“I think I’ll do my first blog post on the chicken they sell at Japanese convenience stores.”

It’s satire, of course, but the attitudes behind the satire are very real. Andreas Neuenkirchen, a novelist writing for The Japan Times, calls it “New Orientalism”:

The young people who marvel at the cityscapes of “Ghost in the Shell,” go crazy about ramen and stack their bookshelves with manga genuinely think that anything Japanese is much cooler than anything from their own culture. That, of course, is an attitude that will need a reality check at some point.

Without defending English and Chinese-language media that simplifies and idealizes Japan, I do think that it’s easy to see people who write and study about Japan as doing just that. It’s easy to think that this Blog is just a cesspool of text on kawaii culture in Harajuku and on filling up your seven suitcases with sake-flavored Kit Kats and other Don Quiote junk.

I love reading about Japan, and learning Japanese, but I was also deeply frustrated when I lived there as a student. My hope for this Blog is to draw from my personal experiences and give people who are interested in Japan that “reality check” Neuenkirchen wrote about.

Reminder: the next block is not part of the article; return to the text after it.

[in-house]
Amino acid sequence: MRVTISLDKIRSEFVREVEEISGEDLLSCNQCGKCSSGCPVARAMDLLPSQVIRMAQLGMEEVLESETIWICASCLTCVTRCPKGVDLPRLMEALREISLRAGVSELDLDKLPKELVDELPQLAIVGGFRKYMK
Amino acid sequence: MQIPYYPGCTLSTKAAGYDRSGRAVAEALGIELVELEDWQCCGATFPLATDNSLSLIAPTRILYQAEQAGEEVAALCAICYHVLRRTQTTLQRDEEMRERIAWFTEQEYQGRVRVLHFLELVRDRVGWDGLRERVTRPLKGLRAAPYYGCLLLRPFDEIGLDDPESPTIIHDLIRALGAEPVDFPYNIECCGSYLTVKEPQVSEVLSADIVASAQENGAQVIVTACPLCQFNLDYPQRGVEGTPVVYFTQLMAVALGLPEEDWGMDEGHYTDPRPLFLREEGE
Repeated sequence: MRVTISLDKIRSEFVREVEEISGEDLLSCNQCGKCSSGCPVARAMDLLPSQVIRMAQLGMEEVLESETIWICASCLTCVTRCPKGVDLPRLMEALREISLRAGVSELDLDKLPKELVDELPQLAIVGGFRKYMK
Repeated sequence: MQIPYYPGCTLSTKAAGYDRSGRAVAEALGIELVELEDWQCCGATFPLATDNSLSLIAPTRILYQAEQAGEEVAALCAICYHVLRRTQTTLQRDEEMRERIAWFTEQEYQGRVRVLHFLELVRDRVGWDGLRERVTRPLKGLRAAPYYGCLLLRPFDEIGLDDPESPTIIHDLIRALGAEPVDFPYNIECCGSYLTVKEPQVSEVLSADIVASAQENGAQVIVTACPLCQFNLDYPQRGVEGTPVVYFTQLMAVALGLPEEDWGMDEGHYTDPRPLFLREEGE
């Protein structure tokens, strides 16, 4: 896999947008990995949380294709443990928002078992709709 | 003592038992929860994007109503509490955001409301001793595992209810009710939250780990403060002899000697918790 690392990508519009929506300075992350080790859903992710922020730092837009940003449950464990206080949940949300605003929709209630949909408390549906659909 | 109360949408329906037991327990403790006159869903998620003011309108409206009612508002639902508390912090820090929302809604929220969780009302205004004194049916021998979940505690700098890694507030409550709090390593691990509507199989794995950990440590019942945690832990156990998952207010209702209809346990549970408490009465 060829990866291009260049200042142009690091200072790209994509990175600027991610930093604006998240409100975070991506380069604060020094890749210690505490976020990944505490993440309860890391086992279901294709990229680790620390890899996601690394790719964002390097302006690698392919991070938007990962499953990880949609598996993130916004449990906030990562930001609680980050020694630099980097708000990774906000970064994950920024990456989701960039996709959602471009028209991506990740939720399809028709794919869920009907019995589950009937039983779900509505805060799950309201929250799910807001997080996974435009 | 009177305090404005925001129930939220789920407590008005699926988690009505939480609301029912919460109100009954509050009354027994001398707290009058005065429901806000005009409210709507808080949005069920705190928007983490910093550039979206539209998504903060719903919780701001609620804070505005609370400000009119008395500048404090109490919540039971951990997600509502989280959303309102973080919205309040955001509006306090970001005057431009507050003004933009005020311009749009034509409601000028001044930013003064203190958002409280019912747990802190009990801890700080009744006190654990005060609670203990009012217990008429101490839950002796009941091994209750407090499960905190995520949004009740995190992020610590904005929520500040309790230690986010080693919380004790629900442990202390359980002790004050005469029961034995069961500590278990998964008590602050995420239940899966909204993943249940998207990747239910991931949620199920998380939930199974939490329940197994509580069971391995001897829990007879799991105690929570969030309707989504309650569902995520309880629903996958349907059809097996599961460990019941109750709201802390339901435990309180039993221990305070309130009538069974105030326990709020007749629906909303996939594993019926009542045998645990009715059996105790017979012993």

I also hope readers give me a “reality check” on whether the Blog is sliding into contemporary orientalism territory.


The Merriam-Webster dictionary defines mansplaining as “when a man talks condescendingly to someone (especially a woman) about something he has incomplete knowledge of, with the mistaken assumption that he knows more about it than the person he’s talking to does.”

I am my own spokesperson on the Blog. All the stories I share are from my memories and my lived experiences, and come embedded with my privilege as a cis-gendered, upper middle class male. Most importantly, I don’t live in Japan, and I don’t identify as a nihonjin.

Because I can’t speak for anyone else, do not take the Blog as an authoritative source of information for your lived experience in Japan. I use the Blog to draw readers’ attention to social issues I care about (e.g. laborer immigrants, the difficulties working women face), but my Blog cannot and should not replace what they have to say.